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Original Issue


A YEAR ago, Lee Janzen was hot off an impressive win in the
Players Championship and on everyone's short list of contenders
for the Masters. This year, although he became $4.5 million
richer before he ever stuck a tee in the ground, Janzen hasn't
been able to buy a victory, and heads to Augusta as the
million-dollar winner from '95 least likely to succeed.

If all this sounds familiar, it's because Janzen had a similar
hiccup in his career after winning the 1993 U.S. Open. The
following year, trying to cash in on newfound fame through
endorsements, he changed clubs. The switch was a disaster almost
from the start, and his earnings for the year dropped by more
than 50%. It was only after returning to his old Founders Club
driver, forged Nicklaus irons and wound Titleist ball that
Janzen won three tournaments and more than $1.3 million in 1995.
But that success led him right back to where he had been in '93.

Feeling undervalued, Janzen changed management companies for the
fourth time in four years, bolting Golden Bear International and
signing with Leader Enterprises. Within four months Leader had
doubled Janzen's endorsement contracts, shifting him to Taylor
Made Burner Bubble woods and irons, the two-piece Bridgestone
Precept EV ball and Fila Sportswear. In all, Janzen is
guaranteed $4.5 million over three seasons, plus performance
bonuses. But on the surface, at least, it appears as if he has
fallen into the same trap that caught him in 1994.

Janzen says no. The difference, he maintains, is that he didn't
rush into any of the new deals and is confident that Taylor Made
will provide equipment that works for him. At the Players, for
instance, Janzen for the first time used irons that are a
quarter-inch shorter. "The only thing I'm adjusting to is how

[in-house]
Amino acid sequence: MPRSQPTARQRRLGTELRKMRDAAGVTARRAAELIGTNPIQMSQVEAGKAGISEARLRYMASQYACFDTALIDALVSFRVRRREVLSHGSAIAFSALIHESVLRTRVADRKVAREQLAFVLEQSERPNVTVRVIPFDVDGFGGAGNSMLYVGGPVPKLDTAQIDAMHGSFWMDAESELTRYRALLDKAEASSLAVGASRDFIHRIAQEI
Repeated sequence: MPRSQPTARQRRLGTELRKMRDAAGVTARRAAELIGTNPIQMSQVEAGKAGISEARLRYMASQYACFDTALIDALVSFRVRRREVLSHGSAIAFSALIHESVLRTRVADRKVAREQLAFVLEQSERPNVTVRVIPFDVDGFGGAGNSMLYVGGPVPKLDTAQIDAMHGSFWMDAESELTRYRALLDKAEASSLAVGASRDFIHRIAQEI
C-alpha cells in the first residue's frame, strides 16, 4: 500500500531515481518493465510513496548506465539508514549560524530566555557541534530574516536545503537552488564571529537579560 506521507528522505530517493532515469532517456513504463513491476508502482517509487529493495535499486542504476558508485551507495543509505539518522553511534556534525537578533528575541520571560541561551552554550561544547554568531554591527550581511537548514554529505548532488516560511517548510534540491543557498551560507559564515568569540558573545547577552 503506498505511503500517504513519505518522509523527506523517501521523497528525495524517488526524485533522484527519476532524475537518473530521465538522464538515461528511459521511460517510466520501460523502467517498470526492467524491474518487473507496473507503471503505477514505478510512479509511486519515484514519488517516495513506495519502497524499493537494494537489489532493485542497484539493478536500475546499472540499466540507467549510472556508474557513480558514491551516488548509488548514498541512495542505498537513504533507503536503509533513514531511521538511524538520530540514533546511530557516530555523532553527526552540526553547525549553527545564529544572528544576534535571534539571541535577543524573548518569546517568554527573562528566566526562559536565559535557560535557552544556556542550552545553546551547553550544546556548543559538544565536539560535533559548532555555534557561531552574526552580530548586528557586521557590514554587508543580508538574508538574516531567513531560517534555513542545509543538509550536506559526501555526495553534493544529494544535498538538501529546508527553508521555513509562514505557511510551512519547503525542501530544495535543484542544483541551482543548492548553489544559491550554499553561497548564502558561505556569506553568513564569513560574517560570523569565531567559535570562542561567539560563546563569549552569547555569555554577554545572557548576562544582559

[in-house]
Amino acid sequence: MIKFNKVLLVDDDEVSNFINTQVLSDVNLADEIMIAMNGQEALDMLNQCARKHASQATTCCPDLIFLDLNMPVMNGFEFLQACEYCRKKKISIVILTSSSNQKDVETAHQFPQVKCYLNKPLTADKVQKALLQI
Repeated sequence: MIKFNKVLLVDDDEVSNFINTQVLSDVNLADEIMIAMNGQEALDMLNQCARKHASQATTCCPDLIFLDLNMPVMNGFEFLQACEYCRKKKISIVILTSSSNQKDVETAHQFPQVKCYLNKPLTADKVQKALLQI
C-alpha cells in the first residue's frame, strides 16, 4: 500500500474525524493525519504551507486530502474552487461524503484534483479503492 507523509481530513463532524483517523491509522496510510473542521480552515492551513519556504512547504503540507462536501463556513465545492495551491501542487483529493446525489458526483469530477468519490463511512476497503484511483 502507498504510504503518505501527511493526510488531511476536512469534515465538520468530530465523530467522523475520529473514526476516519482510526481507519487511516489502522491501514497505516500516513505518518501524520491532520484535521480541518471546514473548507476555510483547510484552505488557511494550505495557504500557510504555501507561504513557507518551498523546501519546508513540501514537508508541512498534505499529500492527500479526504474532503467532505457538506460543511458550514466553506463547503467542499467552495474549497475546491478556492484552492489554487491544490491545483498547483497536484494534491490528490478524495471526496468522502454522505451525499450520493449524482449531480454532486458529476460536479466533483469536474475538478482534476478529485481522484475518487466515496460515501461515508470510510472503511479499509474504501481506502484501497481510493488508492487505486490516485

straight my shots are going," he says. And while his run thus
far in 1996 has been choppy--he started out with back-to-back
top-10 finishes on the West Coast but has not been higher than
41st since Phoenix--Janzen is not questioning his decision to
make the changes. "I don't feel like I sold out because I went
with class companies," he says.

Jack Nicklaus was left wondering if that made him chopped liver.
Not only did Janzen stop playing Nicklaus's irons, he terminated
his agreement with the Golden Bear's management company by mail,
rather than in person, which Nicklaus felt was poor form. He
told Janzen so and added that he thought Janzen had been "sold a
bill of goods" by Leader. Janzen replied that Mark McCormack
probably felt the same way when Nicklaus left IMG in the 1960s.

All of which has added up to a frustrating start to the new
season for Janzen, and after he bogeyed the final hole of the
third round at the Players, the strain showed. Janzen angrily
whipped off his Taylor Made hat, then took his Precept ball and
fired it into the pond bordering the 18th green. The good news
for Taylor Made is that his clubs did not follow.

Yet, for the most part, Janzen is keeping the faith. "I will
play better," he said last week after finishing 46th with a
five-under-par 283, the same score he won with a year ago. "I
know I will. I'll have my run."

--Tim Rosaforte

COLOR PHOTO: BEN VAN HOOK The bag-hopping Janzen is still adjusting. [Lee Janzen with golf bags]